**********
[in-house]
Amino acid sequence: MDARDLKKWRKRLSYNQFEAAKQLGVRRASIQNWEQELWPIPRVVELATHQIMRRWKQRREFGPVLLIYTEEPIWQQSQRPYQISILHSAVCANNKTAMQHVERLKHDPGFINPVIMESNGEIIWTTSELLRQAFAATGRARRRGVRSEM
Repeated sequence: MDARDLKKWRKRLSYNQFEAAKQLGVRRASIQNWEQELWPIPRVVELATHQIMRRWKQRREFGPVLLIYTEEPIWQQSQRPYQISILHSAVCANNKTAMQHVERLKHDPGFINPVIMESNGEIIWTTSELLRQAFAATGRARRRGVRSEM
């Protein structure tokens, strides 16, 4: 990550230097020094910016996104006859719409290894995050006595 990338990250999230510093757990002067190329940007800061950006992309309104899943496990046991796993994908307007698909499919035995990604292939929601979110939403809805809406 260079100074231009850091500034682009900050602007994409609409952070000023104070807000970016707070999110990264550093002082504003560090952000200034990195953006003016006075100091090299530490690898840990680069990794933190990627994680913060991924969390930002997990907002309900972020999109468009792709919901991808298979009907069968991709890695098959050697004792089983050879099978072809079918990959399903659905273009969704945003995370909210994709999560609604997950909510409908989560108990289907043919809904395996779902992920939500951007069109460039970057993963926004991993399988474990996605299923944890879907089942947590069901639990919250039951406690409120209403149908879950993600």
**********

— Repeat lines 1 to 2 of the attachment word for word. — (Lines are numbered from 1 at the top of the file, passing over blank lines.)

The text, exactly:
[in-house]
Amino acid sequence: MDARDLKKWRKRLSYNQFEAAKQLGVRRASIQNWEQELWPIPRVVELATHQIMRRWKQRREFGPVLLIYTEEPIWQQSQRPYQISILHSAVCANNKTAMQHVERLKHDPGFINPVIMESNGEIIWTTSELLRQAFAATGRARRRGVRSEM